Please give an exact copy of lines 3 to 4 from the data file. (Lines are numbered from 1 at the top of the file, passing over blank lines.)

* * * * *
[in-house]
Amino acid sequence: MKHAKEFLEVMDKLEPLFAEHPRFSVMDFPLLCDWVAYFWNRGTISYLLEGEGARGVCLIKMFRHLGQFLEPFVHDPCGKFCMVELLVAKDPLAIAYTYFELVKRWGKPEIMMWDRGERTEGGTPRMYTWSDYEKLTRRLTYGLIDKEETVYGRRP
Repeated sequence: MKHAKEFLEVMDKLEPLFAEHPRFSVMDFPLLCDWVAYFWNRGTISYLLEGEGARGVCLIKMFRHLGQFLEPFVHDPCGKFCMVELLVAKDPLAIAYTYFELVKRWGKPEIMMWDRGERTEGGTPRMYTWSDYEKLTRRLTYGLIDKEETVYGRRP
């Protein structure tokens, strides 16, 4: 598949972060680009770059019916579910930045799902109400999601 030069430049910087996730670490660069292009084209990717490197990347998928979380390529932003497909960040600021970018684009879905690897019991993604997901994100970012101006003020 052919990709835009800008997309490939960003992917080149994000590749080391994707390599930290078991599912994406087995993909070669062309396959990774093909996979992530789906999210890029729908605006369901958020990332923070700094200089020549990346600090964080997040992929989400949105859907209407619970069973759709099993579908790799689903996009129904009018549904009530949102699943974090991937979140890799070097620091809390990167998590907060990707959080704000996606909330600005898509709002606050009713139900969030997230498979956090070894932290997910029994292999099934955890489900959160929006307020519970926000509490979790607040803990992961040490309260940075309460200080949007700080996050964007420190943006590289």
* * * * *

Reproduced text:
Repeated sequence: MKHAKEFLEVMDKLEPLFAEHPRFSVMDFPLLCDWVAYFWNRGTISYLLEGEGARGVCLIKMFRHLGQFLEPFVHDPCGKFCMVELLVAKDPLAIAYTYFELVKRWGKPEIMMWDRGERTEGGTPRMYTWSDYEKLTRRLTYGLIDKEETVYGRRP
């Protein structure tokens, strides 16, 4: 598949972060680009770059019916579910930045799902109400999601 030069430049910087996730670490660069292009084209990717490197990347998928979380390529932003497909960040600021970018684009879905690897019991993604997901994100970012101006003020 052919990709835009800008997309490939960003992917080149994000590749080391994707390599930290078991599912994406087995993909070669062309396959990774093909996979992530789906999210890029729908605006369901958020990332923070700094200089020549990346600090964080997040992929989400949105859907209407619970069973759709099993579908790799689903996009129904009018549904009530949102699943974090991937979140890799070097620091809390990167998590907060990707959080704000996606909330600005898509709002606050009713139900969030997230498979956090070894932290997910029994292999099934955890489900959160929006307020519970926000509490979790607040803990992961040490309260940075309460200080949007700080996050964007420190943006590289």